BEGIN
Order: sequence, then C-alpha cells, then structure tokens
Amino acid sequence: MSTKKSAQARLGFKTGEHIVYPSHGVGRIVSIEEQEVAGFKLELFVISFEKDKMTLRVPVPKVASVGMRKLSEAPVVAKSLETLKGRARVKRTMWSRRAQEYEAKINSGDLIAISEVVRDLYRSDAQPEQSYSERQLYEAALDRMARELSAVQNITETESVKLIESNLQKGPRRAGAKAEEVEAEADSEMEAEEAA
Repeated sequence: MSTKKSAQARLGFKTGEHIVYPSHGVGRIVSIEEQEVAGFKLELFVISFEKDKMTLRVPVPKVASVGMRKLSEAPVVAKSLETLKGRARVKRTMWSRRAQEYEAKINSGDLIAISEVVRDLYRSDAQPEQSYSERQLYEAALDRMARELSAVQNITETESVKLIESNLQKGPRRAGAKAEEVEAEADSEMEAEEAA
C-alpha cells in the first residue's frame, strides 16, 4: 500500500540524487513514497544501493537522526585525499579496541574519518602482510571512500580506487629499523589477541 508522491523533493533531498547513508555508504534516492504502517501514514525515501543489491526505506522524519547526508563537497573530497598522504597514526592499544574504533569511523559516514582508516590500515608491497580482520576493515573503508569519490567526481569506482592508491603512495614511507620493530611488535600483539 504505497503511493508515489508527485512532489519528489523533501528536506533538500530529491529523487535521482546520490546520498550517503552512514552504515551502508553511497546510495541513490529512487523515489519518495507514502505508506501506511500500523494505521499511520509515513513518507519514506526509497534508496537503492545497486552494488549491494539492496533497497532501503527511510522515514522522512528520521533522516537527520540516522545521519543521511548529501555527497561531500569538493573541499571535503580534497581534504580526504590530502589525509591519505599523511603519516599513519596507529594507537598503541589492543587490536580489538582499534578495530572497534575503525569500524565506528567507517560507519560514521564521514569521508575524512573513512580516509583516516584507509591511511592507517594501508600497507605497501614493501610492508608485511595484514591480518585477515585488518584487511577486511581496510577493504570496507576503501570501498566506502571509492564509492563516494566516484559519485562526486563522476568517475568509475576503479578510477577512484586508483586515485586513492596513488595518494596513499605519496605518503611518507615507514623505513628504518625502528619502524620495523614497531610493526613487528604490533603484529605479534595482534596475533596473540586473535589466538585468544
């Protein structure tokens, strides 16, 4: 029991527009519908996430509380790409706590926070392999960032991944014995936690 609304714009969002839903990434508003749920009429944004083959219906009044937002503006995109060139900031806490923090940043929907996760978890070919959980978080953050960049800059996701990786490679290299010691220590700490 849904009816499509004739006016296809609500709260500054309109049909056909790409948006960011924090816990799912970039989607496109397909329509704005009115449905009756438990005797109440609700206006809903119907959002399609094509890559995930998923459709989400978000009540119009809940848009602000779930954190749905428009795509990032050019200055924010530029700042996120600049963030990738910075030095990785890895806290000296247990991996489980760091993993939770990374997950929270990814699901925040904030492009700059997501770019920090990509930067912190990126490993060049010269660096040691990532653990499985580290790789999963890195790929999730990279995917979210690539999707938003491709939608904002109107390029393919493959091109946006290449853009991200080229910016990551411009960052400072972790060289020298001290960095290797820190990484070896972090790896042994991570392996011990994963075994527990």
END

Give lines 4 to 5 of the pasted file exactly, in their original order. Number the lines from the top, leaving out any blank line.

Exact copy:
C-alpha cells in the first residue's frame, strides 16, 4: 500500500540524487513514497544501493537522526585525499579496541574519518602482510571512500580506487629499523589477541 508522491523533493533531498547513508555508504534516492504502517501514514525515501543489491526505506522524519547526508563537497573530497598522504597514526592499544574504533569511523559516514582508516590500515608491497580482520576493515573503508569519490567526481569506482592508491603512495614511507620493530611488535600483539 504505497503511493508515489508527485512532489519528489523533501528536506533538500530529491529523487535521482546520490546520498550517503552512514552504515551502508553511497546510495541513490529512487523515489519518495507514502505508506501506511500500523494505521499511520509515513513518507519514506526509497534508496537503492545497486552494488549491494539492496533497497532501503527511510522515514522522512528520521533522516537527520540516522545521519543521511548529501555527497561531500569538493573541499571535503580534497581534504580526504590530502589525509591519505599523511603519516599513519596507529594507537598503541589492543587490536580489538582499534578495530572497534575503525569500524565506528567507517560507519560514521564521514569521508575524512573513512580516509583516516584507509591511511592507517594501508600497507605497501614493501610492508608485511595484514591480518585477515585488518584487511577486511581496510577493504570496507576503501570501498566506502571509492564509492563516494566516484559519485562526486563522476568517475568509475576503479578510477577512484586508483586515485586513492596513488595518494596513499605519496605518503611518507615507514623505513628504518625502528619502524620495523614497531610493526613487528604490533603484529605479534595482534596475533596473540586473535589466538585468544
């Protein structure tokens, strides 16, 4: 029991527009519908996430509380790409706590926070392999960032991944014995936690 609304714009969002839903990434508003749920009429944004083959219906009044937002503006995109060139900031806490923090940043929907996760978890070919959980978080953050960049800059996701990786490679290299010691220590700490 849904009816499509004739006016296809609500709260500054309109049909056909790409948006960011924090816990799912970039989607496109397909329509704005009115449905009756438990005797109440609700206006809903119907959002399609094509890559995930998923459709989400978000009540119009809940848009602000779930954190749905428009795509990032050019200055924010530029700042996120600049963030990738910075030095990785890895806290000296247990991996489980760091993993939770990374997950929270990814699901925040904030492009700059997501770019920090990509930067912190990126490993060049010269660096040691990532653990499985580290790789999963890195790929999730990279995917979210690539999707938003491709939608904002109107390029393919493959091109946006290449853009991200080229910016990551411009960052400072972790060289020298001290960095290797820190990484070896972090790896042994991570392996011990994963075994527990």